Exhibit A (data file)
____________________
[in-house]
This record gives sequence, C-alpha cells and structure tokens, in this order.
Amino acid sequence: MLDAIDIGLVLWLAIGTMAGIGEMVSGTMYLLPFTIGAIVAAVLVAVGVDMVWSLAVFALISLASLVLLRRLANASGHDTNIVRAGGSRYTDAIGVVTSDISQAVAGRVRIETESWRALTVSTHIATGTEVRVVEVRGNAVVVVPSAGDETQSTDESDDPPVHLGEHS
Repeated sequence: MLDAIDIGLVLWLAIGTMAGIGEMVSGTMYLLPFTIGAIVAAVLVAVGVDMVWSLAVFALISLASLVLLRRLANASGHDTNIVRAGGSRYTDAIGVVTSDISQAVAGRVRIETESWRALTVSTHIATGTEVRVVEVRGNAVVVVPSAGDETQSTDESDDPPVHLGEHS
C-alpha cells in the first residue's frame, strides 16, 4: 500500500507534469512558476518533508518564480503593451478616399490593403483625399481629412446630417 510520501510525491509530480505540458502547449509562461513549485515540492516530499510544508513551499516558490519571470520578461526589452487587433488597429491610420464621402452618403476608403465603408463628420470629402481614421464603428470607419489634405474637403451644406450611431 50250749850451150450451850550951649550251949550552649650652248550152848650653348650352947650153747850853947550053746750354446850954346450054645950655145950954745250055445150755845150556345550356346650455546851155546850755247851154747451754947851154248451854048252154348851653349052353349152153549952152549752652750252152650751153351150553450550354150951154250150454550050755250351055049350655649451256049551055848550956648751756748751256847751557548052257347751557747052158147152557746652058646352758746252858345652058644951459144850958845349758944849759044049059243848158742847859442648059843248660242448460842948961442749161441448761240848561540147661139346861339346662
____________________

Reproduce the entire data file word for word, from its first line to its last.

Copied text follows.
[in-house]
This record gives sequence, C-alpha cells and structure tokens, in this order.
Amino acid sequence: MLDAIDIGLVLWLAIGTMAGIGEMVSGTMYLLPFTIGAIVAAVLVAVGVDMVWSLAVFALISLASLVLLRRLANASGHDTNIVRAGGSRYTDAIGVVTSDISQAVAGRVRIETESWRALTVSTHIATGTEVRVVEVRGNAVVVVPSAGDETQSTDESDDPPVHLGEHS
Repeated sequence: MLDAIDIGLVLWLAIGTMAGIGEMVSGTMYLLPFTIGAIVAAVLVAVGVDMVWSLAVFALISLASLVLLRRLANASGHDTNIVRAGGSRYTDAIGVVTSDISQAVAGRVRIETESWRALTVSTHIATGTEVRVVEVRGNAVVVVPSAGDETQSTDESDDPPVHLGEHS
C-alpha cells in the first residue's frame, strides 16, 4: 500500500507534469512558476518533508518564480503593451478616399490593403483625399481629412446630417 510520501510525491509530480505540458502547449509562461513549485515540492516530499510544508513551499516558490519571470520578461526589452487587433488597429491610420464621402452618403476608403465603408463628420470629402481614421464603428470607419489634405474637403451644406450611431 50250749850451150450451850550951649550251949550552649650652248550152848650653348650352947650153747850853947550053746750354446850954346450054645950655145950954745250055445150755845150556345550356346650455546851155546850755247851154747451754947851154248451854048252154348851653349052353349152153549952152549752652750252152650751153351150553450550354150951154250150454550050755250351055049350655649451256049551055848550956648751756748751256847751557548052257347751557747052158147152557746652058646352758746252858345652058644951459144850958845349758944849759044049059243848158742847859442648059843248660242448460842948961442749161441448761240848561540147661139346861339346662